Posted in Miscellaneous

So… What Exactly Is School Psychology?

One of the first things people ask me when I meet them here at BYU is, “So what are you studying?”

Since I have answered this question approximately a lot of times, I have really refined my response.

“I’m in a graduate program called School Psychology,” I respond.

“Oh! Like a school counselor?!” is normally their reply.

“Yeah… kind of… well, no. Not really.”

Image

School psychology is an emerging field within the educational world, which is why most people think it leads exclusively to school counseling. But that’s not what we are. School counselors help the entire student body with credits, registration, applying to college, and career exploration. School psychologists, on the other hand, tend to work more with students who are on the fringes of the student body – the bright boy who just can’t get the hang of reading and nobody can say why. The capable girl who stops participating in class and interacting with her friends when her parents divorce. The teenage boy who bullies students, skips class and cannot control his aggressive behavior. Through their combined knowledge of education and psychology, school psychologists help any child, grades K-12, who struggles academically, emotionally, socially, or otherwise. So how did I find my way into this ‘unknown’ field?

I started my college career with absolutely no intention of studying anything to do with education. I did NOT want to become a teacher or anything like it. I wanted to do something PRESTIGIOUS, and DIFFICULT, and IMPRESSIVE – a major that when I mentioned it, people would gasp and maybe have to find a chair to sit in as they composed themselves. I wanted to do something BIG – where I could leave my mark in the world. And for some reason, I had decided that becoming a teacher would not help me do that. But after major-hopping for about a year and a half, I somehow found myself majoring in education. It’s amazing how I could be so indifferent to something for so long, but come to be so passionate about it in just one year. In my mind, teaching became the most PRESTIGIOUS, and DIFFICULT, and IMPRESSIVE field. I was proud to tell people that I was in education, and if they didn’t gasp or grab a seat when I told them, I didn’t care one bit. I had found the place where I wanted to make my mark.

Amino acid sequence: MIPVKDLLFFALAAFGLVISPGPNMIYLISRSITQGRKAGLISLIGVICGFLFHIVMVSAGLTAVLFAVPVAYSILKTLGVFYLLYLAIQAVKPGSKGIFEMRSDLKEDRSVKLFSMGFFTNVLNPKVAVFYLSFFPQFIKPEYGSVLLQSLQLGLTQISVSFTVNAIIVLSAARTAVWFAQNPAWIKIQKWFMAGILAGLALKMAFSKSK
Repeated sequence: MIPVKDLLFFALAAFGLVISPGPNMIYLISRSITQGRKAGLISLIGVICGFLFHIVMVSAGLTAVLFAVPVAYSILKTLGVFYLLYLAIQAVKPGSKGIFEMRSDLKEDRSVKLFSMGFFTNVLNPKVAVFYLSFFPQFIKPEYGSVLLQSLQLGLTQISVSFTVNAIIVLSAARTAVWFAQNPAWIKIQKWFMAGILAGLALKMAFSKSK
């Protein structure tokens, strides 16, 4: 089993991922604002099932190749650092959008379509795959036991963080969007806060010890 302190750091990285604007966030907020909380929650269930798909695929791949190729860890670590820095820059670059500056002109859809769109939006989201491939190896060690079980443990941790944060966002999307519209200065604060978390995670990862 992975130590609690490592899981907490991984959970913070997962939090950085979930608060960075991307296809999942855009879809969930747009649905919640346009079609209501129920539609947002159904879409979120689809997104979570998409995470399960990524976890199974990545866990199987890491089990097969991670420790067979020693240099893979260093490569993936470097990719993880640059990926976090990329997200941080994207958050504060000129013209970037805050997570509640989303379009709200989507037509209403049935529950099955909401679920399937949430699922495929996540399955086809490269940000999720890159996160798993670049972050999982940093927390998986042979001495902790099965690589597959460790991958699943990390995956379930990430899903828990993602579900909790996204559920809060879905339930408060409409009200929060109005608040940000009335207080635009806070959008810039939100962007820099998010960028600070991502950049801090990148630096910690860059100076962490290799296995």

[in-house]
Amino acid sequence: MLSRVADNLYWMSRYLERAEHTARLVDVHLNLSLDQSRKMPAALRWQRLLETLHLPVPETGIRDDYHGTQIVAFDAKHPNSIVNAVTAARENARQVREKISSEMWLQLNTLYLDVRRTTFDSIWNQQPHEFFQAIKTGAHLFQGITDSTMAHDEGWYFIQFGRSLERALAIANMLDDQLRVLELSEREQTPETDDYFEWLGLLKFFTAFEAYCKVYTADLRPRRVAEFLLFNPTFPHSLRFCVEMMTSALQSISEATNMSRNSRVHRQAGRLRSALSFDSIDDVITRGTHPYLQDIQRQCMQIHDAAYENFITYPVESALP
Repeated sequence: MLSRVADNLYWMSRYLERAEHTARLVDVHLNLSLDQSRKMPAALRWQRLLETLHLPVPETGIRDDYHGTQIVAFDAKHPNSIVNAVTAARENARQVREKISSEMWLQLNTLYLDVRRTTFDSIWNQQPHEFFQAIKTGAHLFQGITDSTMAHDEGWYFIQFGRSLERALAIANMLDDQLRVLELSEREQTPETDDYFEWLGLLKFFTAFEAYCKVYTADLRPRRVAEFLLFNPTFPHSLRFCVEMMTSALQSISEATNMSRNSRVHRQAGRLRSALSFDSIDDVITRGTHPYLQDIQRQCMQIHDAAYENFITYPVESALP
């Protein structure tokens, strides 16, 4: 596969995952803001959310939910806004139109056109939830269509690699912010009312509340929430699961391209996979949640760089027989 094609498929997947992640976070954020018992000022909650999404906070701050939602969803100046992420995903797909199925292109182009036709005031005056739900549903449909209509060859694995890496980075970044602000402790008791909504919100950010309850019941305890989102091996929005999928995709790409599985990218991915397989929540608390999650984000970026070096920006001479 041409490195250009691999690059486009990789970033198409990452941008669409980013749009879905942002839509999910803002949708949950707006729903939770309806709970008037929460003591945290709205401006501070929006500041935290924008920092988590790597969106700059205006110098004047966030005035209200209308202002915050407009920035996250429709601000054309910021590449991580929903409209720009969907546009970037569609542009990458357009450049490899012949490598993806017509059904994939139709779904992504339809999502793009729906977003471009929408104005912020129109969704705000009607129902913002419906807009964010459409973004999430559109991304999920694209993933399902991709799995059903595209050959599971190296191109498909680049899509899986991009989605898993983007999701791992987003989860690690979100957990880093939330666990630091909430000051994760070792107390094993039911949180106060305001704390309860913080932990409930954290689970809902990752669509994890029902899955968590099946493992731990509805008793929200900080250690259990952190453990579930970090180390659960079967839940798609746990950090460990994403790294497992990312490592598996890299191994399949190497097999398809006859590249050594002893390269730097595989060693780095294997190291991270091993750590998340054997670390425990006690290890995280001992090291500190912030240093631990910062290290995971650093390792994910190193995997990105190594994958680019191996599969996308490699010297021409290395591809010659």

Through a stroke of luck – or maybe it was more than that – I stumbled upon school psychology after perusing through the Graduate Studies website for the umpteenth time. Pretty soon after learning about the school psychology program, I knew this was the way I wanted to make my mark not only in education, but in the world. I loved the idea of working with individual students, groups of students, teachers, parents, communities, and entire school systems to change it for the better. What a huge opportunity! Now that I am in BYU’s School Psychology Program, I am looking forward to the opportunity and responsibility that comes with taking on this career. Along with my amazing school psychology cohort, we are going to change the world in a BIG way!

If you want more information about what a school psychologist is, check out the National Association of School Psychologists website. And if you want to know about the school psychology program here at BYU, check it out here and watch this!

Image

Hannah Faux is from Henderson, Nevada where she fell in love with the desert. She loves traveling and has been to the UK, Israel, Egypt, Spain, Germany, the Philippines, Hong Kong, and Thailand and she has loved it all. She looks forward to being involved in improving the world of education wherever she goes!

 

Advertisements

Leave a Reply

Fill in your details below or click an icon to log in:

WordPress.com Logo

You are commenting using your WordPress.com account. Log Out / Change )

Twitter picture

You are commenting using your Twitter account. Log Out / Change )

Facebook photo

You are commenting using your Facebook account. Log Out / Change )

Google+ photo

You are commenting using your Google+ account. Log Out / Change )

Connecting to %s